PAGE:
• newheart807

      Exactly! That is the point. And what would the cost be to the taxpayer in contrast to the savings?

      Mitchell Brooks, M.D.
      hotnationtalk.com

  • http://www.facebook.com/people/Terence-Ivfmd-Lee/1523282856 Terence Ivfmd Lee

    In medicine, just as in other things that we need or want in life, such as food, shelter, leisure, is it better to have a SINGLE ONE-SIZE-FITS-ALL centrally planned system? Or is it better to let people (doctors, patients, hospitals etc) interact to bring out the best solutions (and to eliminate the worst solutions). Remember that in a free market the cream rise to the top and the inefficient are eliminated, thereby leading to constant improvement. The way to halt progress is to put restrictions on the free market, which is precisely what has happened to medicine.

    • Anonymous

      In a truly free market healthcare system, there would be those that would be unable to afford care.  Are you willing to let those people die?  If not, who pays for these people?

      • http://EasyOpinions.blogspot.com/ Andrew_M_Garland

        In an inefficient, wasteful, poorly organized publicly managed health care system, many women are left to have birth outside hospitals. Are you willing to do this to people?

        Britain is already runnning away from its large costs, bureaucratic management, and poor service.

        British Maternity Care – 08/25/09 – Don Surber
        == ==
        Almost 4,000 women gave birth outside maternity wards lacking midwives and hospital beds, instead in places like elevators, toilets, and mobile homes. Maternity units shut their doors to an additional 553 women in labor last year.
        == ==

      • http://www.facebook.com/people/Terence-Ivfmd-Lee/1523282856 Terence Ivfmd Lee

        e_patient. COUNTRY A (free market) has a thriving prosperous economy with the brightest young minds competing to become excellent doctors and to provide the best care. Companies spend time and money developing drugs and treatments that people WANT (and want to pay for). Patients benefit from this prosperity by having more than enough disposable income to pay for the best quality healthcare AND to have more than enough left over to charitably cover the needy. COUNTRY B (central planning) strangles the economy with an onerous tax burden, wastes a chunk of that money on administrative cost, bureaucratic costs, fraud and waste. Doctors are incentivized to game the coding system as a way to better their reimbursement, because making patients happy with quality care will not affect their reimbursement (and may often harm it). Long waiting periods give patients “access” to care on paper, but not in real life.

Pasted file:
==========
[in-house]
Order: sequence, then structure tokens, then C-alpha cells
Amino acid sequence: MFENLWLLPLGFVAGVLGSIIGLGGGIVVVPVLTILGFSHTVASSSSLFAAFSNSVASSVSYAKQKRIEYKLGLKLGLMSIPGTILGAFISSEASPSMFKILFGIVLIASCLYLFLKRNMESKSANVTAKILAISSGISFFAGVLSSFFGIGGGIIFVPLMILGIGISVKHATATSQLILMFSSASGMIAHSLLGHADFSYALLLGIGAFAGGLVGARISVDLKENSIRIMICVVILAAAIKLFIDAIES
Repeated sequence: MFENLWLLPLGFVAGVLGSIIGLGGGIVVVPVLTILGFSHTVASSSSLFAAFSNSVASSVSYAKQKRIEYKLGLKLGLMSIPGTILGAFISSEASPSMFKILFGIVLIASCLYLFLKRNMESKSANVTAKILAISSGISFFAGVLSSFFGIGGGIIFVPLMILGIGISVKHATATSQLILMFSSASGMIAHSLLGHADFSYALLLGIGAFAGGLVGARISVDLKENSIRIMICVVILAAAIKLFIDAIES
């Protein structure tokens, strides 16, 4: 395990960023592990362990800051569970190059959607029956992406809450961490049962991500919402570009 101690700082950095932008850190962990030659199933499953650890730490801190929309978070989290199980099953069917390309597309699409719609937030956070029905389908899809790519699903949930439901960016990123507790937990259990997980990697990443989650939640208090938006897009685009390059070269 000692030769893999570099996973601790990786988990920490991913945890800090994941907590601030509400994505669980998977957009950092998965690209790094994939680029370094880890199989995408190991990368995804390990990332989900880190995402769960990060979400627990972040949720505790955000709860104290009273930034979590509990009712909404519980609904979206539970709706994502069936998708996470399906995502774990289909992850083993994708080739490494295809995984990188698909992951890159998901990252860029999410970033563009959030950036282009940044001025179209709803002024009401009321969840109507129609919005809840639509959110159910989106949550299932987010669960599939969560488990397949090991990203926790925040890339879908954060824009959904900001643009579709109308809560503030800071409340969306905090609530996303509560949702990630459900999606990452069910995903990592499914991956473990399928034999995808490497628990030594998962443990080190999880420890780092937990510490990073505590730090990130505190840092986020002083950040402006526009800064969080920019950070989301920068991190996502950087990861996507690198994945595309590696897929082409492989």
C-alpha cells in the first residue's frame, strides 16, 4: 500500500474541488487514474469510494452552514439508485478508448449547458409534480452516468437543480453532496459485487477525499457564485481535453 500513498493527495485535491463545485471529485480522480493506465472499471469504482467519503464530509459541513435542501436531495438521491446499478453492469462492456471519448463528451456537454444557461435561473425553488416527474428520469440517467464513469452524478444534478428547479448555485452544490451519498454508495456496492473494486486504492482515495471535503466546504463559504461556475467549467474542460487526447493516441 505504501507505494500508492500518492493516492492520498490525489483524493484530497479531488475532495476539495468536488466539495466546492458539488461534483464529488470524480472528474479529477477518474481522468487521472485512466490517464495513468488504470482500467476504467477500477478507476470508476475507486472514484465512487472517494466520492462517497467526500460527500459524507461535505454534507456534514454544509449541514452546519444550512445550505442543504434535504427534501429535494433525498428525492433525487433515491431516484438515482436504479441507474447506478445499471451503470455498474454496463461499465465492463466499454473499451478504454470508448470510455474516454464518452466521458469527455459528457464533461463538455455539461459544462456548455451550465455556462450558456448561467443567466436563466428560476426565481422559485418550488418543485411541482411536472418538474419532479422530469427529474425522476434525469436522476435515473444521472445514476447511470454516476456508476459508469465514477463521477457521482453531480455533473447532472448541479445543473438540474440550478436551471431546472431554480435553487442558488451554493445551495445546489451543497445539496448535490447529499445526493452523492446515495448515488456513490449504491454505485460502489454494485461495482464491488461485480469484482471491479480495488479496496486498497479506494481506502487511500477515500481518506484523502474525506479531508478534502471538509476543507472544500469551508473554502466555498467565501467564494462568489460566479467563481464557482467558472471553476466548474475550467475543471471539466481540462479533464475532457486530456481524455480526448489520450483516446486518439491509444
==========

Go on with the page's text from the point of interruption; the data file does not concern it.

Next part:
In which country, would more people suffer or die? By the way, we don’t live in “A”.

        • Anonymous

          In what country is there no poor?  Do you expect the free market to provide everyone with jobs with high enough wages to have disposable income?  What about those workers at Wal-Mart that make miminum wage?  What if someone can’t afford lifesaving treatment?  Your utopia doesn’t exist.

          In country “A” only a segment of society has the income to afford any meaningful healthcare.  These patients have access on paper but not in real life.

          • http://www.facebook.com/people/Terence-Ivfmd-Lee/1523282856 Terence Ivfmd Lee

            “In what country is there no poor? Do you expect the free market to provide everyone with jobs with high enough wages to have disposable income? What about those workers at Wal-Mart that make miminum wage? What if someone can’t afford lifesaving treatment?”

            I know of no country where there are no poor, including our current welfare state. In a free market, people will tend to gravitate to the job that can best put their talents and skills to the best use and in a free market, people will have a healthier incentive to acquire improved skills that help them move up to be able to do jobs that pay better.

            I’m not sure what your question is about the Wal-Mart workers. What about them?

            If someone can’t afford lifesaving treatment, are they more likely to get better care in a prosperous free-market charitable world or better care in a bankrupt bureaucratic world? If that’s not a fair question, then let me ask you: Are you tickled-pink and ecstatic with the way that poor people live in our current welfare nanny-state NOW?

      • newheart807

        The same people who pay now. The manner in which they pay, however, would need to be altered. There are many ways in which t do this, far beyond the scope of a “comment”. Furthermore, why is it that you, and other people opposed to a free-market solution, must automatically assume that the free-marketer is willing to let people die? That’s quite a leap! That’s like saying that medicine is for free in socialized countries.

        Mitchell Brooks, M.D.
        hotnationtalk.com

  • http://EasyOpinions.blogspot.com/ Andrew_M_Garland

    McKinsey Global Institute – December 2008
    Accounting for the cost of US health care (PDF)
    Dr. Brooks refers to the above report

    Pages 20-21 – Health Administration and Insurance
    === ===
    [1] This category accounts for 7% of overall health care costs and 14% of spending above expected ($91 billion).
    $30 B  Private payer profit and taxes
    $33 B  Private payer selling, general, and administrative
    $28 B  Public administration of Medicare, Medicaid, and other

    [2] Public administration costs in the US average 6% of public health spending, compared to 4% for the average of OECD countries.

    [3] [edited] US administative costs are somewhat lower ($19 billion) than expected for a system that is largely privately administered with multiple payers.
    === ===

    [1] Dr. Brooks writes “McKinsey estimated that excessive spending for “health administration and insurance” accounted for as much as 21% of excess spending. Translated into current dollars, that’s $525,000,000,000 [$525 billion]”